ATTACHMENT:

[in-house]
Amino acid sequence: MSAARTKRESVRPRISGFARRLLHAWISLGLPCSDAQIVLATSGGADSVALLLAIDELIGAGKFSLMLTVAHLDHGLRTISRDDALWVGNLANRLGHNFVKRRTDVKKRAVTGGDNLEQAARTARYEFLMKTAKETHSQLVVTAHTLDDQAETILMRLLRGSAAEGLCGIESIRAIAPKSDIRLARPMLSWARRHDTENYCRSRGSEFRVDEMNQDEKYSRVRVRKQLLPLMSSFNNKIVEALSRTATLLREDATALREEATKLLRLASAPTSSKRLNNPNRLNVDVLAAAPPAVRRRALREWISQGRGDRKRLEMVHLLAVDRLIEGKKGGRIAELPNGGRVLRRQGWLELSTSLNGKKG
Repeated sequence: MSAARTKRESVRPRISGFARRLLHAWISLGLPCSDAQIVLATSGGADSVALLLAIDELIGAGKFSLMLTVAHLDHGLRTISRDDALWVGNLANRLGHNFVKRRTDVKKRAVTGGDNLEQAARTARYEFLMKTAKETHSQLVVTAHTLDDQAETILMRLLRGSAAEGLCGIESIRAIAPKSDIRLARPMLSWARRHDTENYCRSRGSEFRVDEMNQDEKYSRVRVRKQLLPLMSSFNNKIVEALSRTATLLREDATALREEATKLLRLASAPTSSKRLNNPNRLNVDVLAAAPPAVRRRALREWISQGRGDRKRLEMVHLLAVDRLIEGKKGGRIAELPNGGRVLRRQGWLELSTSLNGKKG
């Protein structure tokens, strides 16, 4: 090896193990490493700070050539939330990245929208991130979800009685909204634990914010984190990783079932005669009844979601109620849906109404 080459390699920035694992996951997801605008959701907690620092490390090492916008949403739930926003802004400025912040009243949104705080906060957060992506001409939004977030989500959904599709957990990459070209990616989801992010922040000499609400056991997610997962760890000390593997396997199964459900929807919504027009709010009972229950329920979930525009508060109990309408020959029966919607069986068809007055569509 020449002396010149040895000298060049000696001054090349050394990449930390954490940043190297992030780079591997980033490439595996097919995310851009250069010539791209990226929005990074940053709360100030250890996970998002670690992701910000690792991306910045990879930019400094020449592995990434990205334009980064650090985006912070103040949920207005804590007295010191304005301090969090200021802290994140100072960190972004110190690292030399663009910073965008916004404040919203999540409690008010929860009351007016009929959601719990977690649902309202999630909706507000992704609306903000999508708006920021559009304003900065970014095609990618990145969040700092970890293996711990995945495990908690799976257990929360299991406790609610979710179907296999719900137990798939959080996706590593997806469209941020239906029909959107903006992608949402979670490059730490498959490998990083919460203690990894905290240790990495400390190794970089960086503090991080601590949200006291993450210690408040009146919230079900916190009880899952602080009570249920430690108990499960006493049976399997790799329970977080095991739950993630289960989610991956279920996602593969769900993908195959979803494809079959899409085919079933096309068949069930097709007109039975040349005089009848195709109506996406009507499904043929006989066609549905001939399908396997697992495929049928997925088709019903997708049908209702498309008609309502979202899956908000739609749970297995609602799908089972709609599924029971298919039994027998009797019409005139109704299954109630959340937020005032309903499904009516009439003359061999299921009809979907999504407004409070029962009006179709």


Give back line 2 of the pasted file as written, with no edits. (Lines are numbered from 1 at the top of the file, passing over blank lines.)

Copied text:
Amino acid sequence: MSAARTKRESVRPRISGFARRLLHAWISLGLPCSDAQIVLATSGGADSVALLLAIDELIGAGKFSLMLTVAHLDHGLRTISRDDALWVGNLANRLGHNFVKRRTDVKKRAVTGGDNLEQAARTARYEFLMKTAKETHSQLVVTAHTLDDQAETILMRLLRGSAAEGLCGIESIRAIAPKSDIRLARPMLSWARRHDTENYCRSRGSEFRVDEMNQDEKYSRVRVRKQLLPLMSSFNNKIVEALSRTATLLREDATALREEATKLLRLASAPTSSKRLNNPNRLNVDVLAAAPPAVRRRALREWISQGRGDRKRLEMVHLLAVDRLIEGKKGGRIAELPNGGRVLRRQGWLELSTSLNGKKG